For the active and adventurous traveler, Belize is a tropical playground. Although it's a small country (about the size of Massachusetts), this Caribbean gem offers a diverse array of things do to and see. From sea kayaking along the small coastal islands (called cayes) to snorkeling and scuba diving the amazing barrier reef to exploring limestone caves in the mountains, you could stay all winter and still not see it all.

Explore Mayan Ruins
A grand view in the city

Of the many Mayan ruins in Belize, Caracol is the biggest and most magnificent. Set on a 1,500-foot-high plateau in a relatively isolated wilderness near the Guatemala border, Caracol is remote enough to discourage the crowds you'll find at more accessible sites.

It wasn't always that way. In the Late Classic Mayan period, from 1,100 to 1,450 years ago, Caracol was larger and more densely populated (with possibly over 150,000 inhabitants at its peak) than the more famous Guatemalan city of Tikal. Archaeologists estimate that
only 10 percent of the site has been mapped.

You'll break a sweat (if you're not sweating already from the heat and humidity of the rainforest) scrambling up and down the steep stone steps of the pyramids and other structures. We climbed up and over a short, steep hill before realizing it was actually an unexcavated pyramid. Cool.

You can take a self-guided walking tour of the ruins or sign up for a guided trip, which can be arranged through most of the eco-lodges such as the Lodge at Chaa Creek (Tel. 501-92-2037, www.chaacreek.com).

Other options to consider...

We hired a local taxi driver to take us out to Caracol for the day, which is less expensive than the bus tours. You won't have any trouble finding a taxi; we were swarmed by taxi drivers in San Ignacio when we got off the bus from Belize City.

Kayak or Canoe The Macal River
Kayak or Canoe

Descending this jungle-lined river in the Cayo District of far western Belize is both exciting and relaxing. You can whitewater canoe in the upper reaches or take a mellow canoe trip lower down river near San Ignacio. Rent canoes at one of the eco-resorts nearby, although I'd recommend hiring a guide because he'll point out a lot more wildlife than you probably would notice on your own.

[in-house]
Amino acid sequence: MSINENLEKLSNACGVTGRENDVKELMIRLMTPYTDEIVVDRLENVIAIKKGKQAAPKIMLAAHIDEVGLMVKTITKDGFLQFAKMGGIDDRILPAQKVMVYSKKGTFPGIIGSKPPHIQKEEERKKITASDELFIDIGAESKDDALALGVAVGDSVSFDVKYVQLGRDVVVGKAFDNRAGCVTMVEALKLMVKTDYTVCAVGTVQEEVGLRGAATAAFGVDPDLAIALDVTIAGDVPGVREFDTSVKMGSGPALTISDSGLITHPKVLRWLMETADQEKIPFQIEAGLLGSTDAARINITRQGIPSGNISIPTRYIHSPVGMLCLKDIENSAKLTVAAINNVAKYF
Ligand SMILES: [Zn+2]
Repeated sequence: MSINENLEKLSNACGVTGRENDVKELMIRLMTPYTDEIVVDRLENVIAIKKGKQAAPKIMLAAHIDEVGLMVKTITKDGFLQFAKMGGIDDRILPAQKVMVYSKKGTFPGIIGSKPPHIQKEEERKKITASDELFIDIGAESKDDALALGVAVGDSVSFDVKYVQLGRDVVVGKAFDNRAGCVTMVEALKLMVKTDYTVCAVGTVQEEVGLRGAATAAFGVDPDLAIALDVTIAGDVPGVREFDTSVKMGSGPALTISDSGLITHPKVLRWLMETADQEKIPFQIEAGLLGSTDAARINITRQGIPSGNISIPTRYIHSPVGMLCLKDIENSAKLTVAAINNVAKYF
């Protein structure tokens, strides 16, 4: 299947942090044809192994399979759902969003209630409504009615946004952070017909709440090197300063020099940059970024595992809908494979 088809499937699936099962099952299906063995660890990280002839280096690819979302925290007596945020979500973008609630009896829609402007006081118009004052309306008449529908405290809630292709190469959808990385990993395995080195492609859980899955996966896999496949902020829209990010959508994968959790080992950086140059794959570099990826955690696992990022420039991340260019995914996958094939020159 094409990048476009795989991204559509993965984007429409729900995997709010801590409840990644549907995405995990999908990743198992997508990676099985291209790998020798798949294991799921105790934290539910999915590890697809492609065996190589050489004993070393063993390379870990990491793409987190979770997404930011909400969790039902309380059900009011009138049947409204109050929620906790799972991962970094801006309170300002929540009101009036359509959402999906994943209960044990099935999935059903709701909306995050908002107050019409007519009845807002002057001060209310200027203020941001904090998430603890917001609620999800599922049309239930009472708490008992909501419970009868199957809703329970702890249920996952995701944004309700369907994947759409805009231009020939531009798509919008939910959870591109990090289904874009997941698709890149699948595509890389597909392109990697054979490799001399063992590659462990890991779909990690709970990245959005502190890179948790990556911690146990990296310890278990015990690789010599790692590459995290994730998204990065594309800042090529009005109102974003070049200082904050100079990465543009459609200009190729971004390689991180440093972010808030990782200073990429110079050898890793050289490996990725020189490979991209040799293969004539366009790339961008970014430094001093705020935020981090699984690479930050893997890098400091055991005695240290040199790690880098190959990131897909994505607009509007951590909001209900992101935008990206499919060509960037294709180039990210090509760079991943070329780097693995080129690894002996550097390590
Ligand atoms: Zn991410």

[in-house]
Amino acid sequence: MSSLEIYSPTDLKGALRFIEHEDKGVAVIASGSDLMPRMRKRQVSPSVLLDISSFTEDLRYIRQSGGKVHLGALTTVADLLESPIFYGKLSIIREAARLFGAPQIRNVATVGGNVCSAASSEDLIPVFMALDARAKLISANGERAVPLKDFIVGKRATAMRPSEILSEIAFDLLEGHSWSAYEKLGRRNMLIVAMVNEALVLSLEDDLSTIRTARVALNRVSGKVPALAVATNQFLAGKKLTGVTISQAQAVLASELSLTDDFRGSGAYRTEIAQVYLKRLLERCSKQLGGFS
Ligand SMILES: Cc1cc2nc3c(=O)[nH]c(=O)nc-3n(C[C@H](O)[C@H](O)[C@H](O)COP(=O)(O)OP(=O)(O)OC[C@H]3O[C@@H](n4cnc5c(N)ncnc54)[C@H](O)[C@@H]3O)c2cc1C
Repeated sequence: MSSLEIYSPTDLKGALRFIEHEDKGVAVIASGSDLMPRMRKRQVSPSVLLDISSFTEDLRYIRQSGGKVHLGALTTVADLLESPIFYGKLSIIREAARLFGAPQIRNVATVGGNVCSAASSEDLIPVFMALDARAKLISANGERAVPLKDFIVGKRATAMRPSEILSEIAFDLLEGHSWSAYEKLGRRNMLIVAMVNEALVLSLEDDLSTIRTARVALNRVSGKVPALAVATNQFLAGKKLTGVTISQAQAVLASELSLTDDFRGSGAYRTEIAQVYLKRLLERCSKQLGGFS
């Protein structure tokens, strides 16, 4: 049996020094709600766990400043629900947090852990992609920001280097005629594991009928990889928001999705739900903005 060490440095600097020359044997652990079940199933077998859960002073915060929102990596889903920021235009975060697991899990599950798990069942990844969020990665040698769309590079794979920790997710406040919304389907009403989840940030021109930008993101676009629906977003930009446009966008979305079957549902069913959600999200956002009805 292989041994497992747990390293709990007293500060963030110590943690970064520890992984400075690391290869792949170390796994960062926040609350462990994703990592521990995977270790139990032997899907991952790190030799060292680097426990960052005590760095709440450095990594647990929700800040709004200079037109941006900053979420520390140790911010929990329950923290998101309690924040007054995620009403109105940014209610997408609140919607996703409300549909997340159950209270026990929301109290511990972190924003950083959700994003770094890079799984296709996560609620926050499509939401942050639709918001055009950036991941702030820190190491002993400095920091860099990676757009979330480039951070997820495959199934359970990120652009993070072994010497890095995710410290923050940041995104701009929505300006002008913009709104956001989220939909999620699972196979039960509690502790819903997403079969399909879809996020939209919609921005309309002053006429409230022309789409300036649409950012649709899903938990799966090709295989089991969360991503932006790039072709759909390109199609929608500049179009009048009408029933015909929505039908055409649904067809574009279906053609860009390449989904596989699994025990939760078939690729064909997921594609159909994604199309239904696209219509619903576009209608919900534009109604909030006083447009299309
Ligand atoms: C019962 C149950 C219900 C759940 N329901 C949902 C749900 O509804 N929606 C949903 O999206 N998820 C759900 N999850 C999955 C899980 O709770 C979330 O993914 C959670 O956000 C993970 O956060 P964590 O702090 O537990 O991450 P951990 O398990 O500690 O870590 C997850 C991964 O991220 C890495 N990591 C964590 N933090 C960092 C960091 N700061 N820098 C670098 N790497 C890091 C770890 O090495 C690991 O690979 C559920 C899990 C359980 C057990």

On a trip down the river last winter, our friendly local guide, Hilberto, pointed out big orange and brown iguanas lounging in treetops along the river, along with a profusion of tropical birds. My favorite was the striking, large yellow-tailed Montezuma Oropendola.

We arranged our trip and rental at the Lodge at Chaa Creek (Tel. 501-92-2037, www.chaacreek.com).

Other things to consider...

For hard-core canoeists, check out the annual La Ruta Maya River Challenge in March, the most competitive sports event in Belize. Paddle from foothills of the Maya Mountains via the Macal River to Belize City on the coast.

 

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The Barrier Reef : Dive, Snorkel, or Kayak
Belize's coastline is protected from the open sea by the longest barrier reef in the Americas and by an island chain comprised of many small islands (cayes). Sign up for a day of scuba diving the famous Great Blue Hole on Lighthouse Reef... or choose a tamer but still thrilling day snorkeling along the reef. Off of the northern Belize coast, Caye Caulker and Ambergris Caye are the two most accessible and developed cayes, from which you can easily take day trips out to the reef.

We spent a day snorkeling amidst stunning tropical fish, sea turtles, and nurse sharks in the Hol Chan Marine Reserve, Shark Ray Alley, and a beautiful coral garden. (We arranged this outing with Carlos Tours, located on the Sandbox Restaurant property, which is just footsteps from the water taxi terminal on Caye Caulker. Carlos Tours (carlosaya@gmail.com.


Another day, we rented kayaks on the beach and paddled north through mangrove forests abundant with birds. We spotted green herons, night-crested herons, frigate birds, belted kingfishers, and more. Life is pretty laid back on Caye Caulker, and generally you just walk up to one of the several concessionaires along the beach and reserve a paddle the same day. Most of these outfitters don't have websites, but EZ Boy Tours, which offers kayaking as well as scuba and snorkeling tours, can be reached in advance by telephone at 501-206-0349 or via email at ezboytours@hotmail.com.

 

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